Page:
Lawmakers in New Jersey recently modified sections of the state’s Premarital Agreement Statute, N.J.S.A. 37:2-32 and 37:2-38 to reflect more explicit laws for advising couples about and executing prenuptial agreements. Family lawyers in New Jersey say that these updated standards will hopefully eliminate confusion and contradiction for couples who sign prenuptial agreements before their marriage.
According to the old statutes, a partner seeking to disband a prenuptial agreement had to prove, by “clear and convincing evidence,” that the original negotiation, execution, or enforcement of the agreement had an element of unfairness and inequality between the two partners. New Jersey judges looked at three determining factors in evaluating an agreement’s unfairness. Firstly, that the agreement was executed voluntarily on both sides. Secondly, that the agreement was unconscionable when it was enforced. Thirdly, that the agreement was unconscionable before or at the time of execution.
Included in this statute is the definition of unconscionability, which varied depending on the scenario. Section 37:2-32(c) declared that it was unconscionable for one spouse to leave the other with a loss of property or employability, thus causing the spouse to be without means of support, at the welfare of the state, or living at a level of enjoyment below what had previously been established in the marriage. The statute also stated that is was unconscionable for one spouse to withhold earning or wealth information and prior financial obligations. The law also granted the challenging spouse the right to consult with outside counsel before the agreement was established.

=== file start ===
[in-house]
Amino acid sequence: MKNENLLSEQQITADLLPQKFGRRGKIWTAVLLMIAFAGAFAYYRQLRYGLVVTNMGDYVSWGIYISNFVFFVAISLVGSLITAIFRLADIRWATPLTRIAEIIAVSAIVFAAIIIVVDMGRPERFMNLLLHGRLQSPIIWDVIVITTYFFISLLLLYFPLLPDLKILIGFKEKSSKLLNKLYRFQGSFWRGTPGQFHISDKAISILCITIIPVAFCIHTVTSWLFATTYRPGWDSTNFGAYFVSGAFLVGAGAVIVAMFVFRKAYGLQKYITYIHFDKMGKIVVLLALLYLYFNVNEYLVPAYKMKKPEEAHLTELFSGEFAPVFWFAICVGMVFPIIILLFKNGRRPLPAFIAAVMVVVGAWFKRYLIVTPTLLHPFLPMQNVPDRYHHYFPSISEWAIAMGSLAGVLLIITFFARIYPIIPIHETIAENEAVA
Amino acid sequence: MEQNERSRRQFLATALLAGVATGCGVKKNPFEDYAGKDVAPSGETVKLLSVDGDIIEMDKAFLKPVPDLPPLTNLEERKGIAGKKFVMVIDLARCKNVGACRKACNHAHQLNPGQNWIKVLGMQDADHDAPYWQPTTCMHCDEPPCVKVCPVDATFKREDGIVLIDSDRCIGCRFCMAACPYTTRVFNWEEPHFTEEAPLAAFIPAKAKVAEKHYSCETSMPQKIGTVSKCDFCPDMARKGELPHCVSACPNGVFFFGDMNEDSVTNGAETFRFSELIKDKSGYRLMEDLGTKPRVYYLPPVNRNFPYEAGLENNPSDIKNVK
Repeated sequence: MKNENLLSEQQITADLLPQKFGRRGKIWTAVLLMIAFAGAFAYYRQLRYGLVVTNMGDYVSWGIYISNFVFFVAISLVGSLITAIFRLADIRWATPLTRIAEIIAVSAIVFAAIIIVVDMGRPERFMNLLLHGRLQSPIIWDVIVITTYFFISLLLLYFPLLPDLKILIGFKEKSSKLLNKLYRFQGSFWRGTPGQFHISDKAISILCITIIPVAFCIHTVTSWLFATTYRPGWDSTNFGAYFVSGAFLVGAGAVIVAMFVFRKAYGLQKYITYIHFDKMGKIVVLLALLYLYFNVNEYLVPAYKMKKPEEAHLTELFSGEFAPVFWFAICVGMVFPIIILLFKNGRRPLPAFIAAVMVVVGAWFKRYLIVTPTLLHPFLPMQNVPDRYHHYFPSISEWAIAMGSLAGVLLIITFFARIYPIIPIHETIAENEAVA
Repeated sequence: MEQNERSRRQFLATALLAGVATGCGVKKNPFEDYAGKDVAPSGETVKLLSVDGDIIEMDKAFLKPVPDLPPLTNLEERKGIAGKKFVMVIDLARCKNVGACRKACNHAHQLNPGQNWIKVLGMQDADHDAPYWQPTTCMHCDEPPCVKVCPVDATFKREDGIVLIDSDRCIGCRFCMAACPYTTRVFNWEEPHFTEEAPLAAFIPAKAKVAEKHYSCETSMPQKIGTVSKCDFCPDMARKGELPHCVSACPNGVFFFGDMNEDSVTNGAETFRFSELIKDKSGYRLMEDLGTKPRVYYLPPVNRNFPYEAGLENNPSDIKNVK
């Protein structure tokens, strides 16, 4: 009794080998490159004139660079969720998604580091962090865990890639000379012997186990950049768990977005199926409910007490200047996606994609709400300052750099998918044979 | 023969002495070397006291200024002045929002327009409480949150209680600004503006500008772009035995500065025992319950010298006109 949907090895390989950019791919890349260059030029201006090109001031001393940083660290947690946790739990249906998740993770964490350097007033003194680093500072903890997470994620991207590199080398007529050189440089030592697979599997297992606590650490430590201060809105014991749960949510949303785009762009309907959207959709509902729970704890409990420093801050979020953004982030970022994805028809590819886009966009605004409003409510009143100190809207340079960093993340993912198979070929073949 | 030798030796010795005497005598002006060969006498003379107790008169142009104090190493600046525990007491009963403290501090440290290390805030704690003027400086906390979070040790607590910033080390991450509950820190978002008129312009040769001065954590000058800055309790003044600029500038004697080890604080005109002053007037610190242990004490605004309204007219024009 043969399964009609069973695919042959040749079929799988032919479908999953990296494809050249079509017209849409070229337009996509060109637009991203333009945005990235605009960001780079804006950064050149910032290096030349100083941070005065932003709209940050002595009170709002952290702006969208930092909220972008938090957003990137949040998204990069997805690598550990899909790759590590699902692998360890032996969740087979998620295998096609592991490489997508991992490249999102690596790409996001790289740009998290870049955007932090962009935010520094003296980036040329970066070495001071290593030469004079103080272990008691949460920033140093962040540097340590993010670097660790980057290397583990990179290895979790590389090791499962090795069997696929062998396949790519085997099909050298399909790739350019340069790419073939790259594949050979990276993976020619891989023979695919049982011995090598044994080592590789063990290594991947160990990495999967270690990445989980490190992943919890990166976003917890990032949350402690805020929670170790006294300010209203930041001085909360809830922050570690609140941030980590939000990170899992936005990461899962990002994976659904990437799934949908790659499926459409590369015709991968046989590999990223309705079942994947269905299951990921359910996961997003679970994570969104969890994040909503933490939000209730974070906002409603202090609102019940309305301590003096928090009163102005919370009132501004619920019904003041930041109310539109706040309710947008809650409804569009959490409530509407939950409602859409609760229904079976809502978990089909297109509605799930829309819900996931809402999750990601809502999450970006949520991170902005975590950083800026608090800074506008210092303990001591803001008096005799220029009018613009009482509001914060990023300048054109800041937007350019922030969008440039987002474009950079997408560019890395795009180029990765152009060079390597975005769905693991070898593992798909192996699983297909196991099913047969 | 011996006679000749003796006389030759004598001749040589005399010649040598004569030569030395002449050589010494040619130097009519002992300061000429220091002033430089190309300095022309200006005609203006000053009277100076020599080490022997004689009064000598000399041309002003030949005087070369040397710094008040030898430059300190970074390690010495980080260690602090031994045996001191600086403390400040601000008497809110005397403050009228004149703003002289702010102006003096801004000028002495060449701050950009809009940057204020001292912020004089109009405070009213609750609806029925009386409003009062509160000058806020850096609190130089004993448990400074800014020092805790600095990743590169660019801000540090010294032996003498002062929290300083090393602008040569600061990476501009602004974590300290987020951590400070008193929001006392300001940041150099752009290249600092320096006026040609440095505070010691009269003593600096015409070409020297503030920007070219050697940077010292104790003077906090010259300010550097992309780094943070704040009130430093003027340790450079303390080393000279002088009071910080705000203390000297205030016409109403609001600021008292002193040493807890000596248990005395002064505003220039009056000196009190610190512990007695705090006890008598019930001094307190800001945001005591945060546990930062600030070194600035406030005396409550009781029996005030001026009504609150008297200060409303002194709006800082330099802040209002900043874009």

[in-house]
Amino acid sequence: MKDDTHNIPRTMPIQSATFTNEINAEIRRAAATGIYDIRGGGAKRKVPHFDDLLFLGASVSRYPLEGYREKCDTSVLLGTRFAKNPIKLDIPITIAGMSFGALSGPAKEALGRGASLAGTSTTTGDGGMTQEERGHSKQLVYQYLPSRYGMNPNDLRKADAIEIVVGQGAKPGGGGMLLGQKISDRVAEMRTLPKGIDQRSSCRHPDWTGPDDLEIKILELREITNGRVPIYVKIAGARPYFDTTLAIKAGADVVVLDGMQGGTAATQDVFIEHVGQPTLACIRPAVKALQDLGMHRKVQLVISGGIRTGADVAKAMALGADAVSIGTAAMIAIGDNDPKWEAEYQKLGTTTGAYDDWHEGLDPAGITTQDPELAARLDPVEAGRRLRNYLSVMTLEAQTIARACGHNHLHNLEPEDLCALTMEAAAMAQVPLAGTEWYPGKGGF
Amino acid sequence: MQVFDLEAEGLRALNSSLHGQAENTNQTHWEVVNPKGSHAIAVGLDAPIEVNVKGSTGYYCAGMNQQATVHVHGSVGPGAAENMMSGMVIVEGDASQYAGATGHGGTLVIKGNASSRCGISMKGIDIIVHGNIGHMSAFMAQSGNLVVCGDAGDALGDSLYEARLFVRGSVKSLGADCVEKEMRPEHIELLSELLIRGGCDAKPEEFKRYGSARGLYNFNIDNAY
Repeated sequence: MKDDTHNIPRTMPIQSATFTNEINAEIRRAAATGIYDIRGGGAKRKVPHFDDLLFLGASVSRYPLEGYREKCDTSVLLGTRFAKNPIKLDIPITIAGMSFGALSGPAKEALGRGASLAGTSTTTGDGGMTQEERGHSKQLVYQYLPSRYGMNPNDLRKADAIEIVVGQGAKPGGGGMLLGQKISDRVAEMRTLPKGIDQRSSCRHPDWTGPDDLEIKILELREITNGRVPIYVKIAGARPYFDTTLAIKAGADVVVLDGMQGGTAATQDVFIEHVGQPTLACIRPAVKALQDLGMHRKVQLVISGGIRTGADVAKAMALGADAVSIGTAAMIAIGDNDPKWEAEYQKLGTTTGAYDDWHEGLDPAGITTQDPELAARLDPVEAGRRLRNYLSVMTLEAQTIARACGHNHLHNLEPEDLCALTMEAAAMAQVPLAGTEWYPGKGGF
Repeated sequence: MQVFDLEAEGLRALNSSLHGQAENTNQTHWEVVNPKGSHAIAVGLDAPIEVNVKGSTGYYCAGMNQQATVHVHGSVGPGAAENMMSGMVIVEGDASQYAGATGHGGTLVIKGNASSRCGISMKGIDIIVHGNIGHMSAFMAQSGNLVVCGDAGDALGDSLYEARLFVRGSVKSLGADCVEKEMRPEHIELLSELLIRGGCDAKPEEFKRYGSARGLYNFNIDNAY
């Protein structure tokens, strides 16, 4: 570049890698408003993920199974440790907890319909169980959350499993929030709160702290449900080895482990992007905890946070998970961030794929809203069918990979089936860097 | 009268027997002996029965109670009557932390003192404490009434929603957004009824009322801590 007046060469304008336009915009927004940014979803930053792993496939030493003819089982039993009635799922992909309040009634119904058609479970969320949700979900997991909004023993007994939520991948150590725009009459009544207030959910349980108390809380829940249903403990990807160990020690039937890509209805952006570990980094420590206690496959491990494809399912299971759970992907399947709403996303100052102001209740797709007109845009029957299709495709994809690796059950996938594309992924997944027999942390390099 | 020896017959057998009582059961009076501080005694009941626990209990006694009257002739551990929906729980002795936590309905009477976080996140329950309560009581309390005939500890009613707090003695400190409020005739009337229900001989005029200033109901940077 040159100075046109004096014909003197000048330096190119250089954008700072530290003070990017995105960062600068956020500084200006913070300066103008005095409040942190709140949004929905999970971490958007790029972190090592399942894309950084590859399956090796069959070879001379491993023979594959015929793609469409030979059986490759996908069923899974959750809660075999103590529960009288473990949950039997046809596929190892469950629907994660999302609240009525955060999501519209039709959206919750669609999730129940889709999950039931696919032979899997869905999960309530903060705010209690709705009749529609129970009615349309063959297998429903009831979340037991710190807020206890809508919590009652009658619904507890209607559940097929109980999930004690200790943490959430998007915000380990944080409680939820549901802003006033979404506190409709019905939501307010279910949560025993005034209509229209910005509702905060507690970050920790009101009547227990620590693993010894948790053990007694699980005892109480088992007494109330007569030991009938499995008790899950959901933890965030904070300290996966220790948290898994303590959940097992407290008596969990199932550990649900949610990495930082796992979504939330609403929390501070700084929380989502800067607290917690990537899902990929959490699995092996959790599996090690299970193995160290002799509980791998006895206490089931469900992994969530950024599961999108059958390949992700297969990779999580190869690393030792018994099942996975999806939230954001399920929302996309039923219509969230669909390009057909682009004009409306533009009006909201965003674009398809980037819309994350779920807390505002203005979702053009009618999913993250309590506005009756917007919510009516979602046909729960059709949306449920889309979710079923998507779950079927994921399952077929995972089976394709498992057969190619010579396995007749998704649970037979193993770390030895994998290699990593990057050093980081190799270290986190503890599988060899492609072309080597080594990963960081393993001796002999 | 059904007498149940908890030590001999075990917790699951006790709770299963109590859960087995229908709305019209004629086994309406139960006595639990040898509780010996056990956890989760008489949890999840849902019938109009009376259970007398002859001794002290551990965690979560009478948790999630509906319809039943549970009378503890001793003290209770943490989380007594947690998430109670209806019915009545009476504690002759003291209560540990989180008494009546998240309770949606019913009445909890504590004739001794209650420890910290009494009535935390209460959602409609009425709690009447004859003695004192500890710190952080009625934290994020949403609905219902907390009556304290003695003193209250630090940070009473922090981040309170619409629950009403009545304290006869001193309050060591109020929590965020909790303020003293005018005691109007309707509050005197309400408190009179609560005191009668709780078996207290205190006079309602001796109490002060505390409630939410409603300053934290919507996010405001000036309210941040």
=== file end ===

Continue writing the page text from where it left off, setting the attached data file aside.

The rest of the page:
Under the previous terms, family lawyers in New Jersey struggled to ensure that their clients’ actions were not unconscionable at any point of the negotiation process. Many attorneys kept from including prenuptial agreement drafts as part of the services they offered, in fear that the client would someday return to lay blame at the attorney’s feet for unconscionable behavior, even if the circumstances were beyond the attorney’s express control.
The recent amendments have rendered three major changes for prenuptial agreements going forward. The first amends the basis of the determination of unconscionability to reflect the circumstances as they stand when the agreement is signed, not when the enforcement is later sought. The second limits the court’s discretion in determining what is unconscionable to the grounds established in N.J.S.A. 37:2-38(c), including full disclosure limits, independent counsel, and so forth. The third change ensures that the new standard applies only to prenuptial agreements negotiated and executed after June 27th of this year. Couples who have signed prenups previously have the option to revise their agreement according to the new laws. Those who waive that right may have to wait for future legal precedent to establish how agreements made before this date will be handled in court.
The family attorneys at New Jersey-based law firm Helmer, Conley, and Kasselman, PA, offer legal counsel and representation for couples who need advice in negotiating the terms of their prenuptial agreements, or reviewing the agreements they have previously made.